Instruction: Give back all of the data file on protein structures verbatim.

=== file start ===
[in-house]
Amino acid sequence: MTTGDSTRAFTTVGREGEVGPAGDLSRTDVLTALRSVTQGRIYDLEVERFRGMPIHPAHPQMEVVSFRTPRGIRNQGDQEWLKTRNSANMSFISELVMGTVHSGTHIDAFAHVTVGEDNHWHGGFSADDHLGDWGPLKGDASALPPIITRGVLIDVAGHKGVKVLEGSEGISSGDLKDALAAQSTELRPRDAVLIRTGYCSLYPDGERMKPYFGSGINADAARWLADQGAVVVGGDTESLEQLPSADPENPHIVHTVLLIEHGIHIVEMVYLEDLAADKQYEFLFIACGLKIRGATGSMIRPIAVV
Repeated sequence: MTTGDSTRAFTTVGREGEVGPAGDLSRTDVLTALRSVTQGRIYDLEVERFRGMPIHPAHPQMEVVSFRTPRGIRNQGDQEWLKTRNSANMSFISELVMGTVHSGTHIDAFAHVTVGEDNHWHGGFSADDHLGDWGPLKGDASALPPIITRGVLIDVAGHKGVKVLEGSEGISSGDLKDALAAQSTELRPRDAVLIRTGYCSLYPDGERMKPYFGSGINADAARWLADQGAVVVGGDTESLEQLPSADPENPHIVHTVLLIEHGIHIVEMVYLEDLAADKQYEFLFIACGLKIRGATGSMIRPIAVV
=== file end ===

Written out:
[in-house]
Amino acid sequence: MTTGDSTRAFTTVGREGEVGPAGDLSRTDVLTALRSVTQGRIYDLEVERFRGMPIHPAHPQMEVVSFRTPRGIRNQGDQEWLKTRNSANMSFISELVMGTVHSGTHIDAFAHVTVGEDNHWHGGFSADDHLGDWGPLKGDASALPPIITRGVLIDVAGHKGVKVLEGSEGISSGDLKDALAAQSTELRPRDAVLIRTGYCSLYPDGERMKPYFGSGINADAARWLADQGAVVVGGDTESLEQLPSADPENPHIVHTVLLIEHGIHIVEMVYLEDLAADKQYEFLFIACGLKIRGATGSMIRPIAVV
Repeated sequence: MTTGDSTRAFTTVGREGEVGPAGDLSRTDVLTALRSVTQGRIYDLEVERFRGMPIHPAHPQMEVVSFRTPRGIRNQGDQEWLKTRNSANMSFISELVMGTVHSGTHIDAFAHVTVGEDNHWHGGFSADDHLGDWGPLKGDASALPPIITRGVLIDVAGHKGVKVLEGSEGISSGDLKDALAAQSTELRPRDAVLIRTGYCSLYPDGERMKPYFGSGINADAARWLADQGAVVVGGDTESLEQLPSADPENPHIVHTVLLIEHGIHIVEMVYLEDLAADKQYEFLFIACGLKIRGATGSMIRPIAVV